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Old 31-12-2012, 03:38   #46
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Re: High Output Alternators

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Originally Posted by Bambolera View Post
.... I have trouble starting the engine due to the load created by the alternator. .....
Somewhere in this thread, I read that a delay can be rigged. Can someone please tell me how this is done and/or discuss other options for engaging the alternator manually.
With a good external regulator like the Balmar there is an automatic built in delay of 45 seconds before the field voltage is connected. This allows the engine oil to circulate and gives maximum power to the engine. Every cruising boat should have one as there are many other advantages.

It is often too easy for the alternator to get too hot when motoring. A good regulator will accept sensors to measure both the alternator and the battery temperatures and control the charge rate. An alternator could be providing maybe 15 amps to the boat systems, another 25 amps to say a watermaker or an inverter, and then a heavily discharged bank may be demanding 50 or 60 amps. In this situation the batteries won’t get charged and the alternator will burn out if not protected by a temperature sensor. Battery temperature will also rise with a heavy charge current so the charge voltage must be reduced as the temperature rises. At 25 C batteries start to gas at 14.4v, at 40C they gas at 14 volts so the external regulator will reduce the charging voltage automatically to compensate for this. If batteries are fitted in an engine compartment it is very easy for them to get even hotter than this and lose water. This is fatal for sealed batteries.
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Old 01-01-2013, 13:54   #47
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Re: High Output Alternators

In my experience, high-tec, external regulators are temperamental. It's just another piece of complicated electronics, which doesn't belong in a humid, salty, environment (i.e, boat). I've seen my share of charging problems and they are often caused by these complex regulators.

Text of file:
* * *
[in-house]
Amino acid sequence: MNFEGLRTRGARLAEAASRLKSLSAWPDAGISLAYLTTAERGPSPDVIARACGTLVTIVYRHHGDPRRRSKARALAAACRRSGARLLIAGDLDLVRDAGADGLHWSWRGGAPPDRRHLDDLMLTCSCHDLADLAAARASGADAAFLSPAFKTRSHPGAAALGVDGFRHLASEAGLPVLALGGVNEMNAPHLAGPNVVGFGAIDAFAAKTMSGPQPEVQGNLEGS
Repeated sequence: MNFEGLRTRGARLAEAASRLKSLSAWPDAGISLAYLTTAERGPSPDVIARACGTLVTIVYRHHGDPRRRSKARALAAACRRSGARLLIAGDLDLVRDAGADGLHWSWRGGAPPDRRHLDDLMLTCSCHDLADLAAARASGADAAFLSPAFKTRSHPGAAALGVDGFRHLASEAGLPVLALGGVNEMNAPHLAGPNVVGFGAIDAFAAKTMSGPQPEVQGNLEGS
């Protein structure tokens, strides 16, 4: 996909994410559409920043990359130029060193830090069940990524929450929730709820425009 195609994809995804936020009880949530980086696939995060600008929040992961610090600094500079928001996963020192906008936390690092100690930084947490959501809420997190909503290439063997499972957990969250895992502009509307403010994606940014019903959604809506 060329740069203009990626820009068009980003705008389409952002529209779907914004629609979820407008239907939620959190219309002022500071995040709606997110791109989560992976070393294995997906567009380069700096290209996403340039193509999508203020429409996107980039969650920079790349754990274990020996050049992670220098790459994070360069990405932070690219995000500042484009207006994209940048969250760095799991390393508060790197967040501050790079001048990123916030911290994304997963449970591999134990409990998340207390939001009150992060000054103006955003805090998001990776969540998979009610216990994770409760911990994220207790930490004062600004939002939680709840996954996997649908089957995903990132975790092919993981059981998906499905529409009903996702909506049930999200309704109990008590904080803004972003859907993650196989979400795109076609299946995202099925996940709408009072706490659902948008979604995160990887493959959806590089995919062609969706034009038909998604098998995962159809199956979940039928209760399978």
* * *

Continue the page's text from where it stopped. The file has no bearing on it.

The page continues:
I'm a simple guy with a simple boat and I just want a simple switch that can be manually operated. I appreciate all the helpful advice, but as I have already stated: I have never had a charging problem with my current set-up in 11 years of continuous use.

I'm inclined to just put a switch in the field wire, but I don't know enough about this stuff to feel comfortable with this decision. I was hoping that someone with more experience than me could make a recommendation.

Thanks
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Old 01-01-2013, 14:52   #48
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Re: High Output Alternators

Bambolera, Blue Stocking answered your question long ago.
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Old 01-01-2013, 15:04   #49
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Re: High Output Alternators

You can put a switch in the field wire, no problem....
No field current means no alternator output...the alternator is not turned on.
Flick the switch to on and you have the same setup as you have now.
If you forget to switch it on, your batteries wont be charged, that's all.

External regulators are not that complex and in my experience are very reliable. A 3 stage reg provides the best way of charging and maintaining your batteries.
An alternator with an internal fixed automotive type regulator is not the best way to charge and maintain deep cycle batteries that are, by automotive standards, regularly heavily discharged.
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Old 01-01-2013, 15:08   #50
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Re: High Output Alternators

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Originally Posted by Bambolera View Post
In my experience, high-tec, external regulators are temperamental........
It's a great pity many old sailors just can't move with the times. Modern external regulators like Balmar are totally sealed and encased in resin so no salty sea-air can get anywhere near the sensitive electronics. They either work or they don't, they are never temperamental!!!

The only potential problem is people don't read the instructions and put them in the engine compartment. Electronics don't like heat and vibration - it says so on the tin.
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Old 06-01-2013, 20:45   #51
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Re: High Output Alternators

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Originally Posted by Albro359 View Post
You can put a switch in the field wire, no problem....
No field current means no alternator output...the alternator is not turned on.
Flick the switch to on and you have the same setup as you have now.
If you forget to switch it on, your batteries wont be charged, that's all.
This is the exact answer I was looking for. Thank you.
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Old 07-01-2013, 08:40   #52
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Re: High Output Alternators

I contacted Electromaxx for a pulley kit for my Westerbeke 38B4, sent them pictures and measurements as requested and then never heard back from them.

I'm polite, professional and shower daily, I dont get it.

LUNA
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